ROCKY BOY'S RESERVATION — Janet Bacon Sutherland has a collage of family photos — many of which include her son, Elias — on the wall inside her home on the Rocky Boy’s Reservation.
"He used to come through the front door all the time and had the biggest smile on his face. He'd always say 'Good morning, mom' and give everybody hugs. I mean, every morning. So when he passed away and the next day he wasn't coming in I saw his face and that big smile and that's what keeps me going,” said Bacon, struggling to hold back tears.
She said Elias was shot and killed in August of 2021 and a woman was caught shortly after, but as of Wednesday was only in jail on a charge of firing a gun — even though, Sutherland said, there were other pending charges including negligent homicide.
"The criminal investigator here has told me that his case is closed and that he had given it to the FBI so I need to call the FBI and ask them. But the FBI continues to tell me that it's still an open investigation,” Sutherland explained.
MTN News tried to contact the reservation's prosecutor to confirm the woman was in jail, that she was charged with firing a gun in connection with this case and to ask about the status of the other charges, but we have not yet received a response.
"Indian Country jurisdiction can seem complex, but once you actually get involved in it, it's really not hard to understand,” said FBI Indian Country Special Jurisdiction Unit Chief Craig Overby.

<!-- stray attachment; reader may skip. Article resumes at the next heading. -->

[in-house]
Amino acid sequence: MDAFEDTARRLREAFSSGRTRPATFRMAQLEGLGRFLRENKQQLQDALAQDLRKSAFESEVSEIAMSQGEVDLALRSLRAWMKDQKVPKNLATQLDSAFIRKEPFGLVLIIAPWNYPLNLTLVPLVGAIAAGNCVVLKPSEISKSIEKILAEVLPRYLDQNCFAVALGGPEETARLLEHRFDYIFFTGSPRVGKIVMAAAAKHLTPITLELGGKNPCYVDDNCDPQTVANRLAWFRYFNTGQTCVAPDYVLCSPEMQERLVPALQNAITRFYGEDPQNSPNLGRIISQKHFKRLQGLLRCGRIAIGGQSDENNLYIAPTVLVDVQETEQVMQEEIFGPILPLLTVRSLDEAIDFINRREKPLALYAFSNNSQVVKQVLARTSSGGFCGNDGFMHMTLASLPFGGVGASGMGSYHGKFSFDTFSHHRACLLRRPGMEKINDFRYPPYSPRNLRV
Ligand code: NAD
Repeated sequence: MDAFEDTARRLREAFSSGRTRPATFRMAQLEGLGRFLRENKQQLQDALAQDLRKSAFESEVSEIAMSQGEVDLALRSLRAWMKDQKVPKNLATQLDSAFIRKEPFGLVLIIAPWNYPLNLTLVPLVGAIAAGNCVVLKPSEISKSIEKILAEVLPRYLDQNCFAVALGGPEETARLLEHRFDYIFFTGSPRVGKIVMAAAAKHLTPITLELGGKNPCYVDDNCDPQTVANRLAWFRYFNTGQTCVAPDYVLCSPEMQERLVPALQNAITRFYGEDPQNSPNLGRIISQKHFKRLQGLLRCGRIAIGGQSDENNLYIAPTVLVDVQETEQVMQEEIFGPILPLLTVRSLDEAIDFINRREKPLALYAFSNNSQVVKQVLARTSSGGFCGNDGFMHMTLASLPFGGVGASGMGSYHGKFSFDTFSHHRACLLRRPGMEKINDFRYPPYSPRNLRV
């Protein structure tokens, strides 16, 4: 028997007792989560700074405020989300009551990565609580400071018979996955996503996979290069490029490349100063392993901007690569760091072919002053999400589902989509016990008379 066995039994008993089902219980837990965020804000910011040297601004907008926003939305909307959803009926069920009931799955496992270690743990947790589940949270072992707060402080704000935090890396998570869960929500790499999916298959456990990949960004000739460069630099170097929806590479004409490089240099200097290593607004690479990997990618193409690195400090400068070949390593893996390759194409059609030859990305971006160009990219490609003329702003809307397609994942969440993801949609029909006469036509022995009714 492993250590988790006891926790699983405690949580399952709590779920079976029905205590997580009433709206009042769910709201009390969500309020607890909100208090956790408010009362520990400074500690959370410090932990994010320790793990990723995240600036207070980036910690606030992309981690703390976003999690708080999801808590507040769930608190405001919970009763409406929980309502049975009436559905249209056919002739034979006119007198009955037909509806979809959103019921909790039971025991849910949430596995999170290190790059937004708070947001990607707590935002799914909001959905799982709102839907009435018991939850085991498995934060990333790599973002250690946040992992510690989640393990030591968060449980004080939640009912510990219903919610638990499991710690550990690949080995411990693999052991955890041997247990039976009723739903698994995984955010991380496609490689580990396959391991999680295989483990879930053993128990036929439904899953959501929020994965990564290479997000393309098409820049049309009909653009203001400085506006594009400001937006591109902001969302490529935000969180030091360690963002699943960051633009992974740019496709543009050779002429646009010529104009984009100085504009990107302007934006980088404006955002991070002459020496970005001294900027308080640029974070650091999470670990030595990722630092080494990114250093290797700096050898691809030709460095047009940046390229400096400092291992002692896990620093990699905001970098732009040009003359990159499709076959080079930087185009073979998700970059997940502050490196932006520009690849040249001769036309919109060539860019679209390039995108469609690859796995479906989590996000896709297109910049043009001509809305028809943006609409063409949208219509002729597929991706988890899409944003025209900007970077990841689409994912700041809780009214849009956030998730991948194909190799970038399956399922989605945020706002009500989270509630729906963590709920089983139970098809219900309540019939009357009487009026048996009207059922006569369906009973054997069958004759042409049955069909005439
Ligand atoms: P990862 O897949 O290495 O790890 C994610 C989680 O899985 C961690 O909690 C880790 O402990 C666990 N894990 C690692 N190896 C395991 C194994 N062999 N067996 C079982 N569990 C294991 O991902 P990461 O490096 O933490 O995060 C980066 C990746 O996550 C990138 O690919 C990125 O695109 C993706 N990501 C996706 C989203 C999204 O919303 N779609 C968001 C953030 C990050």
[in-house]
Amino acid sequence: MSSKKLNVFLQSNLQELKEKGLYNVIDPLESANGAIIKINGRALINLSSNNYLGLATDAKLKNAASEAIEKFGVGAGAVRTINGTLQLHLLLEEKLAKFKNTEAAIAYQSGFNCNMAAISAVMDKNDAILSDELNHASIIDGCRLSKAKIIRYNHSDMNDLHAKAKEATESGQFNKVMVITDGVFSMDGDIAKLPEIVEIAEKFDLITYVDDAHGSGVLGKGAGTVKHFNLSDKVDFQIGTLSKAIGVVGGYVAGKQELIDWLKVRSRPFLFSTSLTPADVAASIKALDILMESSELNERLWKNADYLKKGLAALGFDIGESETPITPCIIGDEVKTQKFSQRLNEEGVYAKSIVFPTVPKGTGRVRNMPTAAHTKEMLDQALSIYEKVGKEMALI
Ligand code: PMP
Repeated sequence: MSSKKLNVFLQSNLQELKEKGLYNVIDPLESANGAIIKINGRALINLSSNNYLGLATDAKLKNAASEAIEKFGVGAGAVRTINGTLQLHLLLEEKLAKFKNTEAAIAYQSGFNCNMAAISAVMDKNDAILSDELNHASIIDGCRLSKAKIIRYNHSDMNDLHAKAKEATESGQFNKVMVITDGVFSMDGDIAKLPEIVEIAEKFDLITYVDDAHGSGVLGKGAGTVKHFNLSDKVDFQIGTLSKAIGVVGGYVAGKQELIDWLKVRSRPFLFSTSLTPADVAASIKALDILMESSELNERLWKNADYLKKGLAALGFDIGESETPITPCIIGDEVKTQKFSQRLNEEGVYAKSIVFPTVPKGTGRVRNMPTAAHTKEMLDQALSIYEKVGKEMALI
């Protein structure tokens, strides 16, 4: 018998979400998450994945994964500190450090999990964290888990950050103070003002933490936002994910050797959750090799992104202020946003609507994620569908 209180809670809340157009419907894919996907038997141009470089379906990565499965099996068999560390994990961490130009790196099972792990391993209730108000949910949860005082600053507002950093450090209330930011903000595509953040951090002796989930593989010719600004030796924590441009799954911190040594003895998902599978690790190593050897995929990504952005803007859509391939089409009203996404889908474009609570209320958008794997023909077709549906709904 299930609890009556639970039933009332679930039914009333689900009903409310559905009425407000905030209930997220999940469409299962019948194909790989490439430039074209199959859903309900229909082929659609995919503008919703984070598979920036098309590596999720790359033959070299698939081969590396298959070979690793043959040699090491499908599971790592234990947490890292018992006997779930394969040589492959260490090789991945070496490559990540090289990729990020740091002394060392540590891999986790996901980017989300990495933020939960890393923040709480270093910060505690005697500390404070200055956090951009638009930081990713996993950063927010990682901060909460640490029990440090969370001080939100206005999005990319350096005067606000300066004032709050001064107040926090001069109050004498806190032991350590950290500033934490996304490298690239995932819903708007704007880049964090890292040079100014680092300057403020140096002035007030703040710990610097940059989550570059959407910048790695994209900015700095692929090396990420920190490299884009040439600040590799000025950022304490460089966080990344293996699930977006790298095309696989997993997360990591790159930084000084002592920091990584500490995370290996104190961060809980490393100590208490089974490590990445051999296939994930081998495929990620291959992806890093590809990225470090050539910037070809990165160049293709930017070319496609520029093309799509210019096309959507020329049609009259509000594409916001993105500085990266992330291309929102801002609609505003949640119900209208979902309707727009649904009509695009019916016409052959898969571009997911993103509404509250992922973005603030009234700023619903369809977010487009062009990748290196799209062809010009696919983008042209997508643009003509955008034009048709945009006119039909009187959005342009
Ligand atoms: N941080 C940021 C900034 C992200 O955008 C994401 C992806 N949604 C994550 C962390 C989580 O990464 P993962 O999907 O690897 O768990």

Overby said federal law allows the agency to get involved in crimes committed on reservations because tribes have limited authority to sentence someone, and states can't get involved to prosecute because they don't have jurisdiction on most reservations.
"A lot of tribal courts, to abide by federal law, maybe the maximum sentence they can give to a person would be two years,” Overby explained.
Why do reservations have such little sentencing power? That’s dictated by federal law.
“In the past, and up to today, there are certain tribal courts in which the judge and, maybe, the advocates who basically serve as attorneys haven’t passed the bar or haven’t attended law school. The tribal courts may not be as advanced or sophisticated as, say, the federal courts. So I think the purpose of some of those restrictions in the past has been waiting for the tribal courts to develop.” - FBI Indian Country Special Jurisdiction Unit Chief Craig Overby
Overby also pointed out, however, many tribal courts do have bar-certified attorneys and judges and efforts have been made to give tribal courts more sentencing power.
“For instance, the Violence Against Women Act put mechanisms in place where tribes could qualify to sentence people up to nine years,” said Overby.
Overby emphasized the FBI investigates cases jointly with reservations and says sometimes tribes may choose not to prosecute or delay prosecution knowing the sentence federal prosecutors could get is more than what the tribal court can get.
That means investigations can sometimes take a while.
“Sometimes, the tribe will say ‘Hey, we know this case is being prosecuted in federal court and we’re going to delay our prosecution pending what happens in federal court,” Overby said. "You may be working 20 cases and a new homicide comes in and you have to kind of drop everything that you're working on and respond quickly to that emergency case."
As the investigation into Elias' death continues, Sutherland said the family is asking people on the reservation who want revenge not to take action.
"For me, I don't want to see another person sitting in jail because of their vengeance. I want them to be home with their families. I want them to be surrounded with the love that, maybe, this girl never had,” Sutherland said.
Sutherland is not giving up hope that she will get answers to her questions about her son's case and, eventually, justice.